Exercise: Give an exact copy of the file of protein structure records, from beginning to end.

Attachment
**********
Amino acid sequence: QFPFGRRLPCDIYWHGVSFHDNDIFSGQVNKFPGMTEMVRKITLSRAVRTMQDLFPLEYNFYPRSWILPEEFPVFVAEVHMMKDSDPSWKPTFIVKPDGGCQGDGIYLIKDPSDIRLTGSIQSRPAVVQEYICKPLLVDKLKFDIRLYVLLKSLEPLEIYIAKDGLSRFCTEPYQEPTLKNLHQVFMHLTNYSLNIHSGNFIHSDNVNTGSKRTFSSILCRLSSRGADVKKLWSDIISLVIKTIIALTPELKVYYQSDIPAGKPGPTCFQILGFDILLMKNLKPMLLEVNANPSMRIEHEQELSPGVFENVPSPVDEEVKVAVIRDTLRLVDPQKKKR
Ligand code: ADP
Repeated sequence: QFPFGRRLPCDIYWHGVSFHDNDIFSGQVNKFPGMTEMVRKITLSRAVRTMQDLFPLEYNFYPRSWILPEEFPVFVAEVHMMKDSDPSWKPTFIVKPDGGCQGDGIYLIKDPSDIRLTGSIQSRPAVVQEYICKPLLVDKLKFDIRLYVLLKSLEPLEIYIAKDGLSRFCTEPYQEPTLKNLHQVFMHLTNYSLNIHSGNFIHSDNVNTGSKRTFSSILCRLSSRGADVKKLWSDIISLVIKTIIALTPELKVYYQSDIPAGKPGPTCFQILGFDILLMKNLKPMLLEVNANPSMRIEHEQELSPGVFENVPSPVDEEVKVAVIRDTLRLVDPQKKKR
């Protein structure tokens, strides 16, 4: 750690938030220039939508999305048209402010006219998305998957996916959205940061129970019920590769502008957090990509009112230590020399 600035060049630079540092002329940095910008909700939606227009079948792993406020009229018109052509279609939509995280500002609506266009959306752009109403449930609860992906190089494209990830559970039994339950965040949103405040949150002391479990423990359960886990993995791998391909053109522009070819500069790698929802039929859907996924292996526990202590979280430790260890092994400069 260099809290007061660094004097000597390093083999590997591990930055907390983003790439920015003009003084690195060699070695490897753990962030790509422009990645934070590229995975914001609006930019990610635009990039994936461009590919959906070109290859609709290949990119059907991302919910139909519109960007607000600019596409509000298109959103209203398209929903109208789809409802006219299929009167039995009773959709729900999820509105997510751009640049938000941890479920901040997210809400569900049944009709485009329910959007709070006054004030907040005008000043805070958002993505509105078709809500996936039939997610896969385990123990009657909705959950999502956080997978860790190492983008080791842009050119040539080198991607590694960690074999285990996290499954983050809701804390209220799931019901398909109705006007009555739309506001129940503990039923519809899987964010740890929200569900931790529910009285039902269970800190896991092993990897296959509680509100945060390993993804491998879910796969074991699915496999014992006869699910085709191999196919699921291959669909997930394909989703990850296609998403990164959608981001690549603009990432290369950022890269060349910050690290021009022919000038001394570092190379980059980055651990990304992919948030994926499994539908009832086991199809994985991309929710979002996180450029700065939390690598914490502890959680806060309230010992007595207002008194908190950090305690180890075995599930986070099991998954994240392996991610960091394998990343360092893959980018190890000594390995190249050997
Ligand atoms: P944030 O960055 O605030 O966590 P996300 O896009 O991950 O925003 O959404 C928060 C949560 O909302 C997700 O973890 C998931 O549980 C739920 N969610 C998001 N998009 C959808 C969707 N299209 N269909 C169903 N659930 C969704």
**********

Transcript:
Amino acid sequence: QFPFGRRLPCDIYWHGVSFHDNDIFSGQVNKFPGMTEMVRKITLSRAVRTMQDLFPLEYNFYPRSWILPEEFPVFVAEVHMMKDSDPSWKPTFIVKPDGGCQGDGIYLIKDPSDIRLTGSIQSRPAVVQEYICKPLLVDKLKFDIRLYVLLKSLEPLEIYIAKDGLSRFCTEPYQEPTLKNLHQVFMHLTNYSLNIHSGNFIHSDNVNTGSKRTFSSILCRLSSRGADVKKLWSDIISLVIKTIIALTPELKVYYQSDIPAGKPGPTCFQILGFDILLMKNLKPMLLEVNANPSMRIEHEQELSPGVFENVPSPVDEEVKVAVIRDTLRLVDPQKKKR
Ligand code: ADP
Repeated sequence: QFPFGRRLPCDIYWHGVSFHDNDIFSGQVNKFPGMTEMVRKITLSRAVRTMQDLFPLEYNFYPRSWILPEEFPVFVAEVHMMKDSDPSWKPTFIVKPDGGCQGDGIYLIKDPSDIRLTGSIQSRPAVVQEYICKPLLVDKLKFDIRLYVLLKSLEPLEIYIAKDGLSRFCTEPYQEPTLKNLHQVFMHLTNYSLNIHSGNFIHSDNVNTGSKRTFSSILCRLSSRGADVKKLWSDIISLVIKTIIALTPELKVYYQSDIPAGKPGPTCFQILGFDILLMKNLKPMLLEVNANPSMRIEHEQELSPGVFENVPSPVDEEVKVAVIRDTLRLVDPQKKKR
């Protein structure tokens, strides 16, 4: 750690938030220039939508999305048209402010006219998305998957996916959205940061129970019920590769502008957090990509009112230590020399 600035060049630079540092002329940095910008909700939606227009079948792993406020009229018109052509279609939509995280500002609506266009959306752009109403449930609860992906190089494209990830559970039994339950965040949103405040949150002391479990423990359960886990993995791998391909053109522009070819500069790698929802039929859907996924292996526990202590979280430790260890092994400069 260099809290007061660094004097000597390093083999590997591990930055907390983003790439920015003009003084690195060699070695490897753990962030790509422009990645934070590229995975914001609006930019990610635009990039994936461009590919959906070109290859609709290949990119059907991302919910139909519109960007607000600019596409509000298109959103209203398209929903109208789809409802006219299929009167039995009773959709729900999820509105997510751009640049938000941890479920901040997210809400569900049944009709485009329910959007709070006054004030907040005008000043805070958002993505509105078709809500996936039939997610896969385990123990009657909705959950999502956080997978860790190492983008080791842009050119040539080198991607590694960690074999285990996290499954983050809701804390209220799931019901398909109705006007009555739309506001129940503990039923519809899987964010740890929200569900931790529910009285039902269970800190896991092993990897296959509680509100945060390993993804491998879910796969074991699915496999014992006869699910085709191999196919699921291959669909997930394909989703990850296609998403990164959608981001690549603009990432290369950022890269060349910050690290021009022919000038001394570092190379980059980055651990990304992919948030994926499994539908009832086991199809994985991309929710979002996180450029700065939390690598914490502890959680806060309230010992007595207002008194908190950090305690180890075995599930986070099991998954994240392996991610960091394998990343360092893959980018190890000594390995190249050997
Ligand atoms: P944030 O960055 O605030 O966590 P996300 O896009 O991950 O925003 O959404 C928060 C949560 O909302 C997700 O973890 C998931 O549980 C739920 N969610 C998001 N998009 C959808 C969707 N299209 N269909 C169903 N659930 C969704």